Yesterday on the train back home from work, I didn’t feel right. I felt uneasy, low, not in the mood. Maybe because work was tough this weekend, or that I didn’t sleep well during the night. But in the evening my aunt rang to let me know that my grandma passed away during the afternoon. Did my body know that already?
My family situation is rather complicated. I’ve had two grandmas on my father’s side. Grandma E, who was my biological grandma, and grandma V. They were sisters. I learned in my later teens that my dad had been in foster care, from age 2, with his aunt (grandma V), and at grandma E’s funeral in 2007 I finally got to know grandma V and her daughter, my aunt G, who grew up as a sister to my dad. I learned that aunt G plays the fiddle and that there’s a fiddler group up in the village where my dad’s family is from, and that they play for the Midsummer celebrations every year.
My father died too early, in 1993, very suddenly because of myocarditis, and about a year after, my grandpa died from lung cancer. Sometimes I think of it that he died from grief.
Grandpa was a fiddler, and he also made some own tunes. I heard of this after grandma E died, and it was then I also was given two of grandpa’s fiddles. One was a Chinese not-so-good fiddle, the other one was very nice to play, had a lovely mellow tone, but was super ugly. My grandpa, just as my dad, was a DIY person, but he obviously wasn’t the right person to revarnish this fiddle. Later I started removing the varnish (because no professional wanted to do it, they said it would take too long time and be too expensive for me) to have it fixed up later, but I still haven’t come very far. The fiddle is lovely to play though, and, well, it does have personality.
I’m the only one of the grandchildren who has an interest in music, and especially after I learned about grandpa’s own tunes, I feel as if it’s my duty to play the fiddle and to keep grandpa’s tunes alive. That’s nothing bad though, since I love fiddle music. When i got to know grandma V and aunt G, I was invited to play with the fiddlers at the Midsummer celebrations. Several members of this group, including aunt G, are people that grandpa used to play music with.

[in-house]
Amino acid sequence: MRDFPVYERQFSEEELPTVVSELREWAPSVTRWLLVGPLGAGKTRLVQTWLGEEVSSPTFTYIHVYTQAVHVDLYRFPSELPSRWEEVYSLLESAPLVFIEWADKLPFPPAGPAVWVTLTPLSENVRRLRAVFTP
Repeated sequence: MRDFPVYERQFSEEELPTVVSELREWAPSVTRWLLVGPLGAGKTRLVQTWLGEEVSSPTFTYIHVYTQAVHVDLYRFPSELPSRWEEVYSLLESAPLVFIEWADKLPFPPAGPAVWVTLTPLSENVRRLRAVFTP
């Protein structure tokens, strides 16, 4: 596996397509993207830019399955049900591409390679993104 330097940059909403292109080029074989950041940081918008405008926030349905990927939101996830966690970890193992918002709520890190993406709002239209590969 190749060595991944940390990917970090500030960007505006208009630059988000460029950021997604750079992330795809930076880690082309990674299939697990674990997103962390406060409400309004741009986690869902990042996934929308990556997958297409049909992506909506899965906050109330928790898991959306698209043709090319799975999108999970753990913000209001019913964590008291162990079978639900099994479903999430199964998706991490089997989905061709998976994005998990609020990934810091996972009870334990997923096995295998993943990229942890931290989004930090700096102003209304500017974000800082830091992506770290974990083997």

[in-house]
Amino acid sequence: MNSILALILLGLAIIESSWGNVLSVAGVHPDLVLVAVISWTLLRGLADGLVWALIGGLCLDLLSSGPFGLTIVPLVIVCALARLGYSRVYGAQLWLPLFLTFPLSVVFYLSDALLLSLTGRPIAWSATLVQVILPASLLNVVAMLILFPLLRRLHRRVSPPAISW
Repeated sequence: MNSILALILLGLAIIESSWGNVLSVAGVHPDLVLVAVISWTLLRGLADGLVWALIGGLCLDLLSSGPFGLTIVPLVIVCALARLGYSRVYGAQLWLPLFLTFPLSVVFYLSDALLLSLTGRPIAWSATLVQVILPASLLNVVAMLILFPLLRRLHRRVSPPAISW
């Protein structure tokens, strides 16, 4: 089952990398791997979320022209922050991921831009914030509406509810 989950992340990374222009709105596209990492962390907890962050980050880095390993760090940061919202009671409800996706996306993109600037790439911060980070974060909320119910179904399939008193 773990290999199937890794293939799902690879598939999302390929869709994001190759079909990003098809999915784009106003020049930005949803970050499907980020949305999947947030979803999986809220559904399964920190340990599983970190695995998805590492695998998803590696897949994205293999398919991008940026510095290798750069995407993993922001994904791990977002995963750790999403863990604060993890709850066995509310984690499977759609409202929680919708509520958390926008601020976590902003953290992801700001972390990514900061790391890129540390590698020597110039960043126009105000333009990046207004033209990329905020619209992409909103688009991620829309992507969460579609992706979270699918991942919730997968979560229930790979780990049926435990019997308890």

Grandma V loved fiddle music. She lived in this village where the traditional music is very strong and very alive. For all special events, there is fiddle music. There are particular tunes that are always played at Midsummer, and for her those tunes ARE midsummer. They mean and breathe midsummer. (FYI, Midsummer is a big holiday event in Sweden)
I remember when we talked about myself playing the fiddle, one of the first years I was up there for the Midsummer celebrations. I said that I think grandpa would have been happy if he knew I play the fiddle. And grandma V said that “yes, he would be so incredibly proud”.
And now both grandpa and grandma V are gone. I’m more inspired than ever to take up fiddling again, really learn to play that thing, play grandpa’s tunes, whatever other tunes, just simply play the fiddle, to celebrate their lives and what they were. When grandma V celebrated her 95th birthday in 2012, my husband and myself made her a tune, a schottische that is HERS. My aunt wants it to be played at grandma’s funeral. I recently took it down from Vimeo, because I wanted to make a better recording. Now my playing is really bad, but my fiddle class is supposed to start on Wednesday, so that’s a good thing. Still, I need to make a recording as soon as possible.
This week is a tough one. I’m filled with mixed emotions and I suddenly cry (work will be interesting) and then laugh when I think of grandma and how cool and energetic she was before she had her stroke. At age 92 she was up with us until 2 am for a Midsummer party with music sessions. I hope I will be like that when I’m 92.